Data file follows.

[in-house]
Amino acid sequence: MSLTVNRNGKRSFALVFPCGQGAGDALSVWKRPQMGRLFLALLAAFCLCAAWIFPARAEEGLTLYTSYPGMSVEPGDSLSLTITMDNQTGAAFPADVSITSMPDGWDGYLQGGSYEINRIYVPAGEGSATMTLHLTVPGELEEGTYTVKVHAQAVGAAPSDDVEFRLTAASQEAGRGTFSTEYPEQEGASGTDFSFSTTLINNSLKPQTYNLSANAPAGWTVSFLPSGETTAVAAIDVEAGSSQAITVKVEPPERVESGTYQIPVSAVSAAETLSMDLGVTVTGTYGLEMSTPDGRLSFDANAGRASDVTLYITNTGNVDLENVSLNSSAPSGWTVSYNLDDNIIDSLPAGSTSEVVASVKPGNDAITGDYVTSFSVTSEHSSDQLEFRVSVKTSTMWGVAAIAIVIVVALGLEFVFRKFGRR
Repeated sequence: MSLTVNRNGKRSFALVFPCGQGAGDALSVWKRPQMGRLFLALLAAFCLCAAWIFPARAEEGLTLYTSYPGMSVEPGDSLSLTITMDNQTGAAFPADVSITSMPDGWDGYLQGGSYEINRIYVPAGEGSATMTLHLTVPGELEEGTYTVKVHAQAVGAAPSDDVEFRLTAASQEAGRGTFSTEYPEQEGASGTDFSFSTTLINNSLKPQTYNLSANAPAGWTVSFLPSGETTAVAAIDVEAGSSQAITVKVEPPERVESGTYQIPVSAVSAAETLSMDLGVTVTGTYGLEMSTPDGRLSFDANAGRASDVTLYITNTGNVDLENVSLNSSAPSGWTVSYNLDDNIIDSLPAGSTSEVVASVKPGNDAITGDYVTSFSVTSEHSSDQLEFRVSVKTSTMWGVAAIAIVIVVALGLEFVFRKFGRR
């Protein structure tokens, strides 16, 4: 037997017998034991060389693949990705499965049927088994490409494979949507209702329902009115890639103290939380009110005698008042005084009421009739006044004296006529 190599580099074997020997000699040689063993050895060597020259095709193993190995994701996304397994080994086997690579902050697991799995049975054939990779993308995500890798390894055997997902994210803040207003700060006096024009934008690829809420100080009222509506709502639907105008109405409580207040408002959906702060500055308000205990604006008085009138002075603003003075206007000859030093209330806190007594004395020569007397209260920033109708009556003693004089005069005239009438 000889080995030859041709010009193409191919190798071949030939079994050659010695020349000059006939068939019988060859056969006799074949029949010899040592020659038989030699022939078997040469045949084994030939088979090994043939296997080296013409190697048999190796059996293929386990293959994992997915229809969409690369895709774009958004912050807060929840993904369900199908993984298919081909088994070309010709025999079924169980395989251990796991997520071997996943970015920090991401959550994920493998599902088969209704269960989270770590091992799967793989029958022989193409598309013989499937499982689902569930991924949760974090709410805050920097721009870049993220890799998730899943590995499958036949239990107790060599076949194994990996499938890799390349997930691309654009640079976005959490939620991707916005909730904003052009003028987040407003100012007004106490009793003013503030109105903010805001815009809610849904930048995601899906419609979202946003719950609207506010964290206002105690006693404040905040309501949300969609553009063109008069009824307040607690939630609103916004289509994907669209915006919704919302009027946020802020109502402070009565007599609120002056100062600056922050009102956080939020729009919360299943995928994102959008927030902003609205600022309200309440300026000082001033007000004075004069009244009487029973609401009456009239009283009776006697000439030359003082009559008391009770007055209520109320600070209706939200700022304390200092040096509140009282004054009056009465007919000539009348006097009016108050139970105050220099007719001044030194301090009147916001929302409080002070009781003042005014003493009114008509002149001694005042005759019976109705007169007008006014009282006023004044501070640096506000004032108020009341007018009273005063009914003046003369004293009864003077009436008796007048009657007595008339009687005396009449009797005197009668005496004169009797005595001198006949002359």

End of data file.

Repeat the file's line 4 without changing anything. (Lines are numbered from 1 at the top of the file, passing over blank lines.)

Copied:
């Protein structure tokens, strides 16, 4: 037997017998034991060389693949990705499965049927088994490409494979949507209702329902009115890639103290939380009110005698008042005084009421009739006044004296006529 190599580099074997020997000699040689063993050895060597020259095709193993190995994701996304397994080994086997690579902050697991799995049975054939990779993308995500890798390894055997997902994210803040207003700060006096024009934008690829809420100080009222509506709502639907105008109405409580207040408002959906702060500055308000205990604006008085009138002075603003003075206007000859030093209330806190007594004395020569007397209260920033109708009556003693004089005069005239009438 000889080995030859041709010009193409191919190798071949030939079994050659010695020349000059006939068939019988060859056969006799074949029949010899040592020659038989030699022939078997040469045949084994030939088979090994043939296997080296013409190697048999190796059996293929386990293959994992997915229809969409690369895709774009958004912050807060929840993904369900199908993984298919081909088994070309010709025999079924169980395989251990796991997520071997996943970015920090991401959550994920493998599902088969209704269960989270770590091992799967793989029958022989193409598309013989499937499982689902569930991924949760974090709410805050920097721009870049993220890799998730899943590995499958036949239990107790060599076949194994990996499938890799390349997930691309654009640079976005959490939620991707916005909730904003052009003028987040407003100012007004106490009793003013503030109105903010805001815009809610849904930048995601899906419609979202946003719950609207506010964290206002105690006693404040905040309501949300969609553009063109008069009824307040607690939630609103916004289509994907669209915006919704919302009027946020802020109502402070009565007599609120002056100062600056922050009102956080939020729009919360299943995928994102959008927030902003609205600022309200309440300026000082001033007000004075004069009244009487029973609401009456009239009283009776006697000439030359003082009559008391009770007055209520109320600070209706939200700022304390200092040096509140009282004054009056009465007919000539009348006097009016108050139970105050220099007719001044030194301090009147916001929302409080002070009781003042005014003493009114008509002149001694005042005759019976109705007169007008006014009282006023004044501070640096506000004032108020009341007018009273005063009914003046003369004293009864003077009436008796007048009657007595008339009687005396009449009797005197009668005496004169009797005595001198006949002359």